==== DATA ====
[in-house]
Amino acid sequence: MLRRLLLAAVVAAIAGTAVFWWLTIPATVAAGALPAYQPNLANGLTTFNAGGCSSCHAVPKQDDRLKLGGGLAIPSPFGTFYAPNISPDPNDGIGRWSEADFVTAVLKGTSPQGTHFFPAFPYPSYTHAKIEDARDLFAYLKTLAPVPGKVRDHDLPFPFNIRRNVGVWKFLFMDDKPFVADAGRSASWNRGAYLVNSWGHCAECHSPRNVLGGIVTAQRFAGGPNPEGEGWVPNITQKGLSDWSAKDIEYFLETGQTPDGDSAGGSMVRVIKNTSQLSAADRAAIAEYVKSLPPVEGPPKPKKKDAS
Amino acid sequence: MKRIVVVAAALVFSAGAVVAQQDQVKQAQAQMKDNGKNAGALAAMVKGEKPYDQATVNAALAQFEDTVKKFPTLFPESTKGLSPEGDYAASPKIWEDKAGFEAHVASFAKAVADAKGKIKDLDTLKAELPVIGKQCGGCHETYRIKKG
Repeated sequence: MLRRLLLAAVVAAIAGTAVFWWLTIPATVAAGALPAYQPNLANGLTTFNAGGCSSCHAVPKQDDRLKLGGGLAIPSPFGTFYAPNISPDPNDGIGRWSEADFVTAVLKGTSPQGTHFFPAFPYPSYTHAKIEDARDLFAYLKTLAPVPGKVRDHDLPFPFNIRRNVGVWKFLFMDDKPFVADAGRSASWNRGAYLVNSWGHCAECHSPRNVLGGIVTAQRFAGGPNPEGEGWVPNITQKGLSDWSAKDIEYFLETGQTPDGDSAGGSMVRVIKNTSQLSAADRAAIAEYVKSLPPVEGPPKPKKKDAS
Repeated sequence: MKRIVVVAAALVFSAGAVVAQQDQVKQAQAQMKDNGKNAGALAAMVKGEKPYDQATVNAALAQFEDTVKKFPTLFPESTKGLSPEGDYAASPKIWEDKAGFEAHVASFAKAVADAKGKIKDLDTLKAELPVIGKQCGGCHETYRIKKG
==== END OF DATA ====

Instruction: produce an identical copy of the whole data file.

[in-house]
Amino acid sequence: MLRRLLLAAVVAAIAGTAVFWWLTIPATVAAGALPAYQPNLANGLTTFNAGGCSSCHAVPKQDDRLKLGGGLAIPSPFGTFYAPNISPDPNDGIGRWSEADFVTAVLKGTSPQGTHFFPAFPYPSYTHAKIEDARDLFAYLKTLAPVPGKVRDHDLPFPFNIRRNVGVWKFLFMDDKPFVADAGRSASWNRGAYLVNSWGHCAECHSPRNVLGGIVTAQRFAGGPNPEGEGWVPNITQKGLSDWSAKDIEYFLETGQTPDGDSAGGSMVRVIKNTSQLSAADRAAIAEYVKSLPPVEGPPKPKKKDAS
Amino acid sequence: MKRIVVVAAALVFSAGAVVAQQDQVKQAQAQMKDNGKNAGALAAMVKGEKPYDQATVNAALAQFEDTVKKFPTLFPESTKGLSPEGDYAASPKIWEDKAGFEAHVASFAKAVADAKGKIKDLDTLKAELPVIGKQCGGCHETYRIKKG
Repeated sequence: MLRRLLLAAVVAAIAGTAVFWWLTIPATVAAGALPAYQPNLANGLTTFNAGGCSSCHAVPKQDDRLKLGGGLAIPSPFGTFYAPNISPDPNDGIGRWSEADFVTAVLKGTSPQGTHFFPAFPYPSYTHAKIEDARDLFAYLKTLAPVPGKVRDHDLPFPFNIRRNVGVWKFLFMDDKPFVADAGRSASWNRGAYLVNSWGHCAECHSPRNVLGGIVTAQRFAGGPNPEGEGWVPNITQKGLSDWSAKDIEYFLETGQTPDGDSAGGSMVRVIKNTSQLSAADRAAIAEYVKSLPPVEGPPKPKKKDAS
Repeated sequence: MKRIVVVAAALVFSAGAVVAQQDQVKQAQAQMKDNGKNAGALAAMVKGEKPYDQATVNAALAQFEDTVKKFPTLFPESTKGLSPEGDYAASPKIWEDKAGFEAHVASFAKAVADAKGKIKDLDTLKAELPVIGKQCGGCHETYRIKKG